Furthermore, the professional kitchen environment is very different from a white-collar office. Professional chef and author Anthony Bourdain describes the people who work in the kitchen as a “dysfunctional, mercenary lot, fringe-dwellers” who do not always fit in the outside world but are able to perform their jobs in the kitchen with character and endurance. Bourdain also explains throughout his book Kitchen Confidential that this “misfit” culture leads to a workplace that normalizes the use of hard drugs and excessive drinking, discriminatory slurs, and unsolicited sexual advances. When Bourdain does comment on women in the kitchen specifically, he praises them for their ability to be “tough-as-nails,” spit out the same trash talk as men, and meet any aggressiveness with more of their own. Bourdain’s opinions and observations buttress the conclusion that the restaurant kitchen is a brash and crude environment in which women in particular are disadvantaged from the outset.
In addition to this challenging kitchen atmosphere and working with unconventional coworkers, the physical requirements of a chef’s job can also be a possible barrier for women. Chefs often work ten to fourteen hour days, six days a week with hours extending until midnight to 2:00 A.M. The human conditions within the kitchen are also extremely onerous. While working in artificial climates of up to and over 100 degrees, chefs are expected to continually lift stockpots weighing hundreds of pounds, maneuver their way through a crowded kitchen of open flames and sharp knives, and deal with the constant pressure of getting each dish out perfectly at the exact timing expected. This grueling physical environment is unique to professional kitchens as compared to offices, and it is more in conformance with what society dictates as behavior or work associated with men rather than women. Of course, individual women meet these challenges and fit into this environment; however, the dominant narrative instructs women to adapt, not change expectations, and to “develop a thick skin” in order to be successful in these kitchens.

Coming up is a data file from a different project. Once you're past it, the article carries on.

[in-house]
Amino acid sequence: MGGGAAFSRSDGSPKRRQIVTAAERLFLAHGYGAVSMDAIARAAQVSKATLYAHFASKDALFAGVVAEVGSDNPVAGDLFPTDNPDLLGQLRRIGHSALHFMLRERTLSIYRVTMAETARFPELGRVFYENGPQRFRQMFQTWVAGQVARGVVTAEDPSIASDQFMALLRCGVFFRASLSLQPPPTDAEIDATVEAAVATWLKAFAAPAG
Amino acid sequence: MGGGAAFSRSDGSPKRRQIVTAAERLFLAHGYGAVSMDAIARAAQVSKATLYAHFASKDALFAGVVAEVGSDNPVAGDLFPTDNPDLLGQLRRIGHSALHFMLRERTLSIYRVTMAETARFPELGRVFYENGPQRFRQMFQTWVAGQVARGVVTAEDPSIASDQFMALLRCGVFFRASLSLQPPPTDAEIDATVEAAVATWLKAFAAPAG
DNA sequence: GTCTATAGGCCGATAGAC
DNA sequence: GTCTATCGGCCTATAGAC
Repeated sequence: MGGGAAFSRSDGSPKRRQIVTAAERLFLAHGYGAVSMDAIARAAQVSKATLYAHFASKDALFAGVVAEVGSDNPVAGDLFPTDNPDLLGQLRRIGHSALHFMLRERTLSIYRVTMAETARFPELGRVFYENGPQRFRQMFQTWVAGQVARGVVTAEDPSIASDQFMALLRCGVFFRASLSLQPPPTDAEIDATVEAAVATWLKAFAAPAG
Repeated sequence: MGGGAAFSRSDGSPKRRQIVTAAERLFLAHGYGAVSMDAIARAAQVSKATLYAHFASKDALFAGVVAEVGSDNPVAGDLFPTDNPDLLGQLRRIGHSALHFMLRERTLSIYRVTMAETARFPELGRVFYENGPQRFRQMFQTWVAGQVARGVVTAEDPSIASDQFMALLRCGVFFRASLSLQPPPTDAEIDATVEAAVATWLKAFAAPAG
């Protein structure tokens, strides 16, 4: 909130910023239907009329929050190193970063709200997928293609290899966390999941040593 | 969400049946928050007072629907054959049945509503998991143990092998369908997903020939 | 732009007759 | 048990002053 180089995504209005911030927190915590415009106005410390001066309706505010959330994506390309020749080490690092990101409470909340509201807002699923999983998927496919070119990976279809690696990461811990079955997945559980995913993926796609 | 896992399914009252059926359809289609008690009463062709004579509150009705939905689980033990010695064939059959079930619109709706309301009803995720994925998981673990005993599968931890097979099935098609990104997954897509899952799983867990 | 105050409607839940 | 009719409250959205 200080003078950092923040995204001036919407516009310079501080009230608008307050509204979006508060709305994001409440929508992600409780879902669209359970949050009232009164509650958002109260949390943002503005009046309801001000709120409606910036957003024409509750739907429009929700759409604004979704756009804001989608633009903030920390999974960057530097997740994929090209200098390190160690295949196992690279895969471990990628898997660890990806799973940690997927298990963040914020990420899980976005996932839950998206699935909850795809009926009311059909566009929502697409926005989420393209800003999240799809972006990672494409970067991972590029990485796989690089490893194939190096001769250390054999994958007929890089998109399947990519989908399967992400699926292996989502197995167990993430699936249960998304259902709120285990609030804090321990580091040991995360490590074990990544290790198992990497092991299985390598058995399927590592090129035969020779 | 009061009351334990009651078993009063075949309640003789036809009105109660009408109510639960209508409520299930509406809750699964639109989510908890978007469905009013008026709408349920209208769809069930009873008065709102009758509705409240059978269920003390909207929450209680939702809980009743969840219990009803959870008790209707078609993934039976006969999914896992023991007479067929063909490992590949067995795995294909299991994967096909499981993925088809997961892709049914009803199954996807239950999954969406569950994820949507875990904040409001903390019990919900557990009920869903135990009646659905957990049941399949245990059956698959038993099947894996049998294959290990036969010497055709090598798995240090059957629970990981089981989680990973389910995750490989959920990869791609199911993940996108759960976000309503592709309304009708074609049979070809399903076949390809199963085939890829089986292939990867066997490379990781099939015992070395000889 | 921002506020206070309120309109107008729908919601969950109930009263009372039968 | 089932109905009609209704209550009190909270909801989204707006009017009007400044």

The Women: CEOs and Chefs
When asked, women CEOs often affirm the gender biases and barriers discussed above as obstacles they have experienced, but then explain their strategies and mindsets for overcoming them. I initially looked at Deloitte CEO Cathy Engelbert, the first female CEO of a “Big Four” accounting and consulting firm, who has spoken of her doubts and struggles as a woman leader at Deloitte. These issues were accentuated when she was pregnant with her first child and began to think, “Can I actually do this?” Ultimately, she emphasizes the importance of “raising [her] hand when [she] wanted to do something different, asking for flexibility.” Throughout the interview, she weaves in a call to action for other women professionals, advising them to take control of their career: to speak up, make needs known, prevail against challenging circumstances, and employ strategies to succeed.
Much like Engelbert, YouTube CEO Susan Wojcicki is very sensitive to the implicit biases against women in the workplace, as she holds a position of extraordinary prestige and power. Wojcicki recently wrote an article for Vanity Fair entitled “Exclusive: How to Break Up the Silicon Valley Boys’ Club.” She discusses how she has managed to penetrate this male-dominated world, while still being “home for dinner with her family almost every night,” and sees the need for fundamental changes to be made in order to “address gender discrimination in all its forms.” According to Wojcicki, this advancement can be accomplished by hiring more women and providing more resources to groups that support female employees. Unlike Engelbert’s individual approach focusing on what women themselves can do, Wojcicki takes a more systemic approach, honing in on steps organizations can take. However, both share the same common sentiment and overall goal: women are being treated differently because of their gender and action in some form needs to be taken to even the playing field.